Summary of Contact History: Collision of the Indigenous and the Euro-American Worlds



No community exists in isolation from other communities,
and from the acculturation and assimilation forces that can be unleashed.



Imagine yourself a member of an Apsáalooke (Crow) or Schitsu'umsh (Coeur d'Alene) family,
with sovereignty, a high quality of life, and all expectations generally met.




 Confluence of the Two Rivers:
The St. Joe and the Coeur d'Alene Rivers
(First Peoples and Euro-American Peoples)


John Gast's "American Progress"



A. Legal and Moral Premise: Sovereign independent nations prior to and with treaty relationships.   Define "tribal sovereignty"? 


Bush on Tribal Sovereignty (on the difficulty in defining Tribal Sovereignty.  YouTube)


Sovereignty (outline of Federal Policy toward Indigenous Peoples)



With Sovereignty, typically positive adaptation to external change; 
Without Sovereignty, typically negative consequences to external change






B. First Contact:     Disease: Smallpox   and Suyepmsh  “white people” Lewis and Clark in May of 1806


demographic collapse - transmission of wisdom curtained - hope for future undermined






C.  Horse:     Transformation and Relocation - for sedentary horticulturalist with ascribed social system to transhumance buffalo hunters with achieved social system.     War Deeds


e.g., Cheyenne
1750s: east of the Mississippi, sedentary, earthen-lodges, horticultural, ascribed socio-religious status/positions.

1770s: move onto the Plains, transhumance, buffalo-skin tipi lodges, buffalo hunters, achieved socio-religious status/positions -vision quest and Sundance


enhanced means of transportation, and for Crow and other Plains Tribes transformed entire ecological, social, political and religious fabric






D. Fur Trade: David Thompson established the Kalispel House (near Hope, Idaho) in 1809, and fur trade begins.   Collapses by 1840s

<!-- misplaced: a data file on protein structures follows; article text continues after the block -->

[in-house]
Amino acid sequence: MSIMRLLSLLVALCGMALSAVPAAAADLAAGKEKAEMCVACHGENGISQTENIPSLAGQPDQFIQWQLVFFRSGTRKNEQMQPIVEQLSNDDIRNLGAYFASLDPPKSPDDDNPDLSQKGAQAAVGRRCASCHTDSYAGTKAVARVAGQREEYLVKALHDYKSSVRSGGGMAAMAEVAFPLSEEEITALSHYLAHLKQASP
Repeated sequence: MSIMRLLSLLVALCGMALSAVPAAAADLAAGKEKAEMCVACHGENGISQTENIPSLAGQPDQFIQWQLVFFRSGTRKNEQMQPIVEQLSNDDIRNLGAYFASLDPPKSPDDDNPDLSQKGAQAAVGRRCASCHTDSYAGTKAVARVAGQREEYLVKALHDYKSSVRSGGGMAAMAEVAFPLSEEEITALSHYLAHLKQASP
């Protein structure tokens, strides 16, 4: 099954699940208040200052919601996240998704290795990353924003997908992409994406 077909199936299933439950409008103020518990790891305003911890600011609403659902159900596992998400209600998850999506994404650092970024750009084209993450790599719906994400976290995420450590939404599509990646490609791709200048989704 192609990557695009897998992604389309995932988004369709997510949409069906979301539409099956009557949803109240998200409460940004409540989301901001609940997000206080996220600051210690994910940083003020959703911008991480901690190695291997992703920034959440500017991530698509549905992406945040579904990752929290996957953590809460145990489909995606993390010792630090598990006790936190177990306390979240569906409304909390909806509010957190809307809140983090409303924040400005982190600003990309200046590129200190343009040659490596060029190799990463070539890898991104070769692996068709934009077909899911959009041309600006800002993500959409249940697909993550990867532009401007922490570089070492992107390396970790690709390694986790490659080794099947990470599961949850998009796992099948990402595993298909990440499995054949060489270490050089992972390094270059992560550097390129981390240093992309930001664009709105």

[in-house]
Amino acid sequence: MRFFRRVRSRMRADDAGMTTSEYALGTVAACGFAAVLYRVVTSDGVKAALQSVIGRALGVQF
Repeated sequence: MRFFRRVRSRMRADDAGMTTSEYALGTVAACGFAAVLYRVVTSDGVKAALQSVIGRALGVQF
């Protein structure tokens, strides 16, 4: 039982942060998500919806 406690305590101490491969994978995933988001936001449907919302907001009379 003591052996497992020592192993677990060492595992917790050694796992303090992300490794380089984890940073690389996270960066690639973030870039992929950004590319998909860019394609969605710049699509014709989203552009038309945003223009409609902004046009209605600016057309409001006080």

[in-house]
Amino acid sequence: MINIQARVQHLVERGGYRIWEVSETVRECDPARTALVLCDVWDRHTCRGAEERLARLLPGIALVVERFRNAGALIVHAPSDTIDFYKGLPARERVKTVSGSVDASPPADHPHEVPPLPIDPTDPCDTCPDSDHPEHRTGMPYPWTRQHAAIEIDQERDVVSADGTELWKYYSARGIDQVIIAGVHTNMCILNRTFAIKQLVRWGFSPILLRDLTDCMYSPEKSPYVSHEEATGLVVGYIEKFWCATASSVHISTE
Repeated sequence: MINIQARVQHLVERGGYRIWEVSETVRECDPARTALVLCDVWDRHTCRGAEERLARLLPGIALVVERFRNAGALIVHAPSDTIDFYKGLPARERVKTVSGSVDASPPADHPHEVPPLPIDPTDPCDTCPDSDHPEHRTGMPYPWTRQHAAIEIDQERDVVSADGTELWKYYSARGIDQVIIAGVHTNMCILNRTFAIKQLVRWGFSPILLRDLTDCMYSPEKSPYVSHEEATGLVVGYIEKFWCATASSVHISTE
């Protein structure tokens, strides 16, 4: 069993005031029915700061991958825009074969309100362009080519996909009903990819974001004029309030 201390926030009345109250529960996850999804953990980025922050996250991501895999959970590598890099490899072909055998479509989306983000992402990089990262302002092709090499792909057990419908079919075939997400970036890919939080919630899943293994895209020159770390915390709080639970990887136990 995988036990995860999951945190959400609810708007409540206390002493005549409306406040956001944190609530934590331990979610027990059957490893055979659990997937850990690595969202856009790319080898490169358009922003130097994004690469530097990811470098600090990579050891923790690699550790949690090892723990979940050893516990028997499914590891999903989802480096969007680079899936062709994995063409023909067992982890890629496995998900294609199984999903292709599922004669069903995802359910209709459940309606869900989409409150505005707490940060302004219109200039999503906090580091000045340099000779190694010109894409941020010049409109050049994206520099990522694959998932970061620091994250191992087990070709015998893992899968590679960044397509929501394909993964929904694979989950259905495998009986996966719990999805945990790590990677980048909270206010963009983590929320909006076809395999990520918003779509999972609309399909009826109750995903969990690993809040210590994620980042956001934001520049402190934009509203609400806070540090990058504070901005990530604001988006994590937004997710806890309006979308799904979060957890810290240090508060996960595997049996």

introduced new technologies, a "unique" type of Euro-American role model, and "fire water"





E. Black Robes:   First Indian delegation to St. Louis in 1831, Fathers Nicholas Point and DeSmet arrive 1842 and establish mission at mouth St. Joe River, Mission of the Sacred Heart of Jesus at Cataldo established in 1848, mission moved to DeSmet in 1872


Religious Winds of Change


Cultural Assimilation by Federal policies in consort with Missionaries. The government established "Indian offensives" by 1884, including practice of "giveaways," feasts, Sundancing, Medicine Dances, and most other forms of dancing and ceremonial expression (limited to once a month, daylight hours, mid-week, and none under 50 could take part), including being a "medicine man." 


While each Christian denomination approached assigned Reservations differently, typically it was a battle with Satan for the souls of Indian.  Children were forced to attend boarding schools, cut hair short, eliminated language, attacked family structure and role of elders, prohibited religious practices, all in order to instill Christian values and practices, as well as American farming and household skills. 


created cultural void, undermined religious infrastructure and ceremonial life, resulted in psychological dysfunction






F. War: Battle of Steptoe in 1858


 dismantled military capacity






G. Land and Resources: Reservation established in 1873 and 1891, finalized in Executive Order Tribe 1889.


Demise of resources: Buffalo


Treaties and Executive Orders, and Allotment


Allotment Act 1877 (Prior to Allotment, the Schitsu'umsh were successful Palouse famers on 2,000 acre farms, using state of the art farm equipment and White laborers; were economically self-sufficient). 


Allotment: 160 acres per enrolled member; rest of reservation opened to homesteading), For the Schitsu'umsh today, live on a 345,000 acre reservation with 70,000 owned by Tribe.  


Of the 140 million acres of Indian reservation land within the United States in 1887, the Dawes Act reduced the total reservation lands to some 50 million acres by 1932.  Ninety million acres were transferred to non-Indians ownership within reservations boundaries.        


economic depression and dependence







H. Self-Determination: Indian Reorganization Act 1934 and Self Determination Act of 1975, Tribal Initiatives today such as Benewah Medical Clinic, tribal school, language, and gaming.

virtually no unemployment, and reassertion of sovereignty and cultural identity.



return to 101 Schedule